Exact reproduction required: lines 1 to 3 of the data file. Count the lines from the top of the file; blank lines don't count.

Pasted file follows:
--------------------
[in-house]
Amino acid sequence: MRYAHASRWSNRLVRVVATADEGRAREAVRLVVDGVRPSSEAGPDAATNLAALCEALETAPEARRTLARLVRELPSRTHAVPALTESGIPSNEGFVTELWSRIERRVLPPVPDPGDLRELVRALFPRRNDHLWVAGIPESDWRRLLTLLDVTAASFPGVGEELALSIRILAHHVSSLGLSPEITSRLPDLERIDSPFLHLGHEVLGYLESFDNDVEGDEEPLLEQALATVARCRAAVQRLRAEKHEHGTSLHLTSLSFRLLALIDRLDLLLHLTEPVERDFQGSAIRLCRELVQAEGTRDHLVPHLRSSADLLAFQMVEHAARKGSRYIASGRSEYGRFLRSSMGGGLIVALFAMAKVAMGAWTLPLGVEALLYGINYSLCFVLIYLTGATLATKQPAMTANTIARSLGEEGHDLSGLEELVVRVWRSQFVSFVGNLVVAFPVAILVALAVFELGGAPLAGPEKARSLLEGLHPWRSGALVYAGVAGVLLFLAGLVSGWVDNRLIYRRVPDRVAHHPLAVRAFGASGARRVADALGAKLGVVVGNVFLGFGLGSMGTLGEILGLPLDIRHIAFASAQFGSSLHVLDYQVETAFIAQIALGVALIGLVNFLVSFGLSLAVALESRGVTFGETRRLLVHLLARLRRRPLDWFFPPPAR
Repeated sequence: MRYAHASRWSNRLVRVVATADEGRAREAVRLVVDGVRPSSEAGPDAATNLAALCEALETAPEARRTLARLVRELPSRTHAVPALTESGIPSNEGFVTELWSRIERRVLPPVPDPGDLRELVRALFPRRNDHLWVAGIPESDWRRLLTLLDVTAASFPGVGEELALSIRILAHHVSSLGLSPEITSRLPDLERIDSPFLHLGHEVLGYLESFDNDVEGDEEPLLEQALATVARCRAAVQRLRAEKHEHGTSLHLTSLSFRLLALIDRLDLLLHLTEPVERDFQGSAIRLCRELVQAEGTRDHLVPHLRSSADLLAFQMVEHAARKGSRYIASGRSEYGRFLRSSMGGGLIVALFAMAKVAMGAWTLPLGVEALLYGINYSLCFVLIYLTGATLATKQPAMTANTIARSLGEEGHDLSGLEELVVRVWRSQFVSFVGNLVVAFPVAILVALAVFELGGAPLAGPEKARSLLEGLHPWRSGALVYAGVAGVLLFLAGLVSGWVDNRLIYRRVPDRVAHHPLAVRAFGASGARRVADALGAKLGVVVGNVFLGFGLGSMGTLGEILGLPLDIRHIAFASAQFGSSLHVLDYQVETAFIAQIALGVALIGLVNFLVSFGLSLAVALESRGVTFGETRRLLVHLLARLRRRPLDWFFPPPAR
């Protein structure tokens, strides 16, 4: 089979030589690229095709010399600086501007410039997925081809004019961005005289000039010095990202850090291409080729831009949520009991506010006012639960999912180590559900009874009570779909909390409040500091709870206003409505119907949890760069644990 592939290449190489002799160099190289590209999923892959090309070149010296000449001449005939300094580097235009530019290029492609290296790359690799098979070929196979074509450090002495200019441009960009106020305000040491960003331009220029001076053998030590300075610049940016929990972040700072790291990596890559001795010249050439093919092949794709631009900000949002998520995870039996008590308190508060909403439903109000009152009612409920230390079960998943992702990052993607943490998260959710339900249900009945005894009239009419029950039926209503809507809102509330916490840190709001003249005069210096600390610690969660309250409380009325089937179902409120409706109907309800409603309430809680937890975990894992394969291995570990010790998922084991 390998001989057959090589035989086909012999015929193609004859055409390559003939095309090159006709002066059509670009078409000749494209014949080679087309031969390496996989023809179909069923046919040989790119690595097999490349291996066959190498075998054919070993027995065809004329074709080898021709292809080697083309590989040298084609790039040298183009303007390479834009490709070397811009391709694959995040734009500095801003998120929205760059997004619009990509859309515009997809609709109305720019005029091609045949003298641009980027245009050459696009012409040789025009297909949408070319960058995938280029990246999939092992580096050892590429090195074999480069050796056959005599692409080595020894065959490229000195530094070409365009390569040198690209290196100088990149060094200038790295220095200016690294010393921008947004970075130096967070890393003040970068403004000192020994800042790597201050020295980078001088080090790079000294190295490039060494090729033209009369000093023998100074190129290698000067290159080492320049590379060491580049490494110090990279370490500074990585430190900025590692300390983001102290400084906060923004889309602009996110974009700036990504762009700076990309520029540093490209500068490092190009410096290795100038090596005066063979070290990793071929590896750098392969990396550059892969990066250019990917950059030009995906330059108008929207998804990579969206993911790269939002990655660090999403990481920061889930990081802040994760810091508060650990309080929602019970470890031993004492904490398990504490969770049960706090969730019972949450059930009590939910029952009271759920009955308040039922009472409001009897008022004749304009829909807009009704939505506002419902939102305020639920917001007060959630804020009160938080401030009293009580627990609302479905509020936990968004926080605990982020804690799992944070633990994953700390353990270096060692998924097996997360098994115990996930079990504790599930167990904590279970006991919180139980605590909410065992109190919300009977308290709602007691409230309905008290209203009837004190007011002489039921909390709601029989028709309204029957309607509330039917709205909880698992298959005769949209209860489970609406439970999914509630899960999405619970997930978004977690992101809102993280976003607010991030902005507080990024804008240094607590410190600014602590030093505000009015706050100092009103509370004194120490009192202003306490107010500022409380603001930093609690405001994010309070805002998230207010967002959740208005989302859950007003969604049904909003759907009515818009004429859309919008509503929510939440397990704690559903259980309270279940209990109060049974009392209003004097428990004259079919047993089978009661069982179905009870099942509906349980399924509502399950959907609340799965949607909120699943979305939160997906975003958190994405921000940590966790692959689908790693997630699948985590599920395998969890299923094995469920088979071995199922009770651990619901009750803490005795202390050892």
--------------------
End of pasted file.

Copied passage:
[in-house]
Amino acid sequence: MRYAHASRWSNRLVRVVATADEGRAREAVRLVVDGVRPSSEAGPDAATNLAALCEALETAPEARRTLARLVRELPSRTHAVPALTESGIPSNEGFVTELWSRIERRVLPPVPDPGDLRELVRALFPRRNDHLWVAGIPESDWRRLLTLLDVTAASFPGVGEELALSIRILAHHVSSLGLSPEITSRLPDLERIDSPFLHLGHEVLGYLESFDNDVEGDEEPLLEQALATVARCRAAVQRLRAEKHEHGTSLHLTSLSFRLLALIDRLDLLLHLTEPVERDFQGSAIRLCRELVQAEGTRDHLVPHLRSSADLLAFQMVEHAARKGSRYIASGRSEYGRFLRSSMGGGLIVALFAMAKVAMGAWTLPLGVEALLYGINYSLCFVLIYLTGATLATKQPAMTANTIARSLGEEGHDLSGLEELVVRVWRSQFVSFVGNLVVAFPVAILVALAVFELGGAPLAGPEKARSLLEGLHPWRSGALVYAGVAGVLLFLAGLVSGWVDNRLIYRRVPDRVAHHPLAVRAFGASGARRVADALGAKLGVVVGNVFLGFGLGSMGTLGEILGLPLDIRHIAFASAQFGSSLHVLDYQVETAFIAQIALGVALIGLVNFLVSFGLSLAVALESRGVTFGETRRLLVHLLARLRRRPLDWFFPPPAR
Repeated sequence: MRYAHASRWSNRLVRVVATADEGRAREAVRLVVDGVRPSSEAGPDAATNLAALCEALETAPEARRTLARLVRELPSRTHAVPALTESGIPSNEGFVTELWSRIERRVLPPVPDPGDLRELVRALFPRRNDHLWVAGIPESDWRRLLTLLDVTAASFPGVGEELALSIRILAHHVSSLGLSPEITSRLPDLERIDSPFLHLGHEVLGYLESFDNDVEGDEEPLLEQALATVARCRAAVQRLRAEKHEHGTSLHLTSLSFRLLALIDRLDLLLHLTEPVERDFQGSAIRLCRELVQAEGTRDHLVPHLRSSADLLAFQMVEHAARKGSRYIASGRSEYGRFLRSSMGGGLIVALFAMAKVAMGAWTLPLGVEALLYGINYSLCFVLIYLTGATLATKQPAMTANTIARSLGEEGHDLSGLEELVVRVWRSQFVSFVGNLVVAFPVAILVALAVFELGGAPLAGPEKARSLLEGLHPWRSGALVYAGVAGVLLFLAGLVSGWVDNRLIYRRVPDRVAHHPLAVRAFGASGARRVADALGAKLGVVVGNVFLGFGLGSMGTLGEILGLPLDIRHIAFASAQFGSSLHVLDYQVETAFIAQIALGVALIGLVNFLVSFGLSLAVALESRGVTFGETRRLLVHLLARLRRRPLDWFFPPPAR